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Toxic substances for dogs

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Dogs get into things: sometimes it's bad and other times it's very bad. Occasionally all you’ll have to deal with is an upset tummy (like too many treats) but other times it requires immediate medical attention (like ingesting the contents of a medicine bottle). Often the fix is forced vomiting, fluids, and activated charcoal to soak up the bad stuff that didn’t come out. But the biggest factor on treatment is time line. Obviously, the sooner you catch the problem the better.

Many times, emergencies happen at the most inopportune times, so if your regular vet is closed and want advice, call one of these 3 pet poison control hotlines. All are available 24/7/365.

Angell Animal Poison Control Hotline: 877-226-4355 ($65 consultation fee)

ASPCA Animal Poison Control Center: 888-426-4435 ($65 consultation fee)

Pet Poison Helpline: 800-213-6680 ($39 consultation fee)

Whether you call a helpline, your regular vet, an emergency vet, or just go in somewhere it helps to have some information like breed, age, sex, and weight of the pet or pets. Symptoms, the poisonous substance (if known) and the amount ingested and the time elapsed since, and the product container or packaging for reference.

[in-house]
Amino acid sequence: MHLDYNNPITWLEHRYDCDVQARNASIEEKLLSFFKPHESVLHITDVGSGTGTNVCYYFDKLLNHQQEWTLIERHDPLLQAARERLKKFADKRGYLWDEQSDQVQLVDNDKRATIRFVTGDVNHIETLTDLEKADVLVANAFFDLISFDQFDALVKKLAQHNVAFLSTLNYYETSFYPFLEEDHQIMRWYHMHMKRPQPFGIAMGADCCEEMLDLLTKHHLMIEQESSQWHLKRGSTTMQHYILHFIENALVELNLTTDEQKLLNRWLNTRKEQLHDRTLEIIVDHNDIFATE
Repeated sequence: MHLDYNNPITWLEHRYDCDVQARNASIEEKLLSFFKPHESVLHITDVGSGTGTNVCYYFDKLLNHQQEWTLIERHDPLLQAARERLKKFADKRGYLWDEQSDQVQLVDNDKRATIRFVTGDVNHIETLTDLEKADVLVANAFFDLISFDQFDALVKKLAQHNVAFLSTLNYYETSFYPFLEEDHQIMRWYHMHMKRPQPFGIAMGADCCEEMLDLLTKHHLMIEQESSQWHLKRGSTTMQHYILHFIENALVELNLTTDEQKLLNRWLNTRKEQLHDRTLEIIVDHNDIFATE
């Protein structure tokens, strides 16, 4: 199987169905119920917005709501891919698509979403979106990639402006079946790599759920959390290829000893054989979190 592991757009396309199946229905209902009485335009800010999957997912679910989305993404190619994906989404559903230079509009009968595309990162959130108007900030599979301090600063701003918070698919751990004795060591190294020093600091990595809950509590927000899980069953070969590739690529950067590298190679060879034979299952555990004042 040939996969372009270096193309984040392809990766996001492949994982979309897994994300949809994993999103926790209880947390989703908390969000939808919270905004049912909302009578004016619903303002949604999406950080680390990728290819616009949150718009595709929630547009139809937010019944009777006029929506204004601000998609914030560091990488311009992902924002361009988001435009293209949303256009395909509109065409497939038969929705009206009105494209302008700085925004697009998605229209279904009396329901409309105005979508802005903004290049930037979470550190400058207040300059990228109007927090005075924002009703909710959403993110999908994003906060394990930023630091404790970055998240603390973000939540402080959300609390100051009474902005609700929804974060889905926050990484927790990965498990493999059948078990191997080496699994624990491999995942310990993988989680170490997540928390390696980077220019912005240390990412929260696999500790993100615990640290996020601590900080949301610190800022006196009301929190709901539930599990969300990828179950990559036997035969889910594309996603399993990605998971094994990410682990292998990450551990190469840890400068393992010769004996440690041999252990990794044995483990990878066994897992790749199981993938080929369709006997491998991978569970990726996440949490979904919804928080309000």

If its chocolate your pooch got into, find out what the cocoa content was. The darker the chocolate, or the more cocoa it contains, the more toxic the effects if ingested. That information, if not included on the front of the package, can usually be found on the back.

Food items to avoid:

Alcoholic beverages, beer included

Avocado

Chocolate

Coffee

Macadamia nuts

Onions & Garlic

Grapes & raisins

Yeast dough

Xylitol (artificial sweetener common in candy)

Fruits with seeds/pits

Plants to avoid:

Lilies

Tulip bulbs

Oleander

Marijuana

Azalea/Rhododendron

Amaryllis

Autumn Crocus

Chrysanthemum

Peace Lily

English Ivy

Human Medications to avoid:

Pain killers

Cold medicines

Anti-cancer drugs

Antidepressants

Vitamins

Diet pills

Birth control

Any situation where your furry friend eats something he shouldn’t can be scary, just keep a level head. And DO NOT induce vomiting on your own unless instructed to. Sometimes regurgitating can do more harm than good.

Here’s a more comprehensive yes/no guide from the ASPCA: http://www.aspca.org/pet-care/animal-poison-control/poison-control-okay-or-no-way

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